Faustinus and Jovita
|Saints Faustinus and Jovita|
Virgin Mary and Christ Child with Saints Faustinus and Jovita, by Vincenzo Foppa.
|Venerated in||Roman Catholic Church|
|Major shrine||Relics at Rome, Bologna, Verona, Brescia|
|Attributes||depicted as two knightly brothers holding the palms of martyrdom. Sometimes only Faustinus is shown, richly dressed and on horseback; an angel may be shown saving them from drowning; sometimes shown with Faustinus of Brescia|
"Jovita" is a woman's name. In some accounts the saints were instead Faustinus and Jovinus, brothers.
Tradition states that they were members of a noble family of Brescia in Lombardy (northern Italy). Faustinus, the older brother, was a preacher; Jovinus, a deacon. For their fearless preaching of the Gospel, they were arraigned before the Roman Emperor Hadrian, who at Brescia, Rome and Naples, subjected them to frightful torments, after which they were beheaded at Brescia in the year 120, according to the Bollandists, though Allard (Histoire des Persécutions pendant les Deux Premiers Siècles, Paris, 1885) places the date as early as 118.
Doubts and veneration
The many "Acts" of these saints are chiefly of a legendary character. The Jesuit Fedele Savio questioned nearly every fact related of them except their existence and martyrdom, which are too well attested by their inclusion in so many of the early martyrologies and their extraordinary cult in their native city, of which from time immemorial they have been the chief patrons.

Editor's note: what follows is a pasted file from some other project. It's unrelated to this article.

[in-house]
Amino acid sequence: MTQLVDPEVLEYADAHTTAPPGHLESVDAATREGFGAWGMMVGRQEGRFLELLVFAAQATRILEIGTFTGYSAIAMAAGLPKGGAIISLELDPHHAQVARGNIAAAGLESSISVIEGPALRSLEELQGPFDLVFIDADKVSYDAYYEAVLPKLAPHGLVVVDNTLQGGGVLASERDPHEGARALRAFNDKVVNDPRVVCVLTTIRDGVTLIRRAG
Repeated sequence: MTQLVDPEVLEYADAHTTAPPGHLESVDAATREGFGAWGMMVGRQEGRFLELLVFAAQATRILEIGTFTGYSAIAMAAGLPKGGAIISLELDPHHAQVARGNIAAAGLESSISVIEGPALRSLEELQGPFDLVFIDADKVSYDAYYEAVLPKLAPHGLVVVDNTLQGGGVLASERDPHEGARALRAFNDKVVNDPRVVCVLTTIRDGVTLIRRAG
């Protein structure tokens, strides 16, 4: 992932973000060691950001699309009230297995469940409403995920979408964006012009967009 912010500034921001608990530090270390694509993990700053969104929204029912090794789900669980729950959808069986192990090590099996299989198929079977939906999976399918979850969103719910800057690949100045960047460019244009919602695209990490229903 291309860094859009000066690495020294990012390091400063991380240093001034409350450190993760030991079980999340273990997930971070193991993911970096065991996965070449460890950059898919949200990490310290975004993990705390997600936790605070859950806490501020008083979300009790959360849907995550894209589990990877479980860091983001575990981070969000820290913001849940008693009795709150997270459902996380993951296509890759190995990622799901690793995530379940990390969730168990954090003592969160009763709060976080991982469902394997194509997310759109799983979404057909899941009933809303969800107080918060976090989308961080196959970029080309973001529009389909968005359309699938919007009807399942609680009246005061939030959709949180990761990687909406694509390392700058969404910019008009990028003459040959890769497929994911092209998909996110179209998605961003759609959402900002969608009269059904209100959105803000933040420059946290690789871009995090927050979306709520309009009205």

Their common feast day on February 15, the traditional date of their martyrdom, was inserted into the General Roman Calendar . It was removed in 1969 because their "Acts are completely fabulous, treating Jovita as a deacon, although she was a woman." However, because the saints are not to be identified with the fabulous figures in the Acts, the two saints remain listed in the Roman Martyrology, the official, through professedly incomplete, list of the saints recognized by the Catholic Church. The cities of Rome, Bologna and Verona share with Brescia possession of their relics.
Just from recently, the modern tradition considers Faustine´s day as the anti-Valentine´s day, reason why (mostly in southern Europe) single people celebrate their day on 15th February.
- Calendarium Romanum, Libreria Editrice Vaticana (1969), p. 117
- Martyrologium Romanum (Libreria Editrice Vaticana 2001 ISBN 978-88-209-7210-3), p. 142
- Faustinus and Jovita at the Catholic Encyclopedia
- Faustinus at Patron Saints Index
- Saint of the Day, February 15: Faustinus and Jovita at SaintPatrickDC.org
- (Italian) San Faustino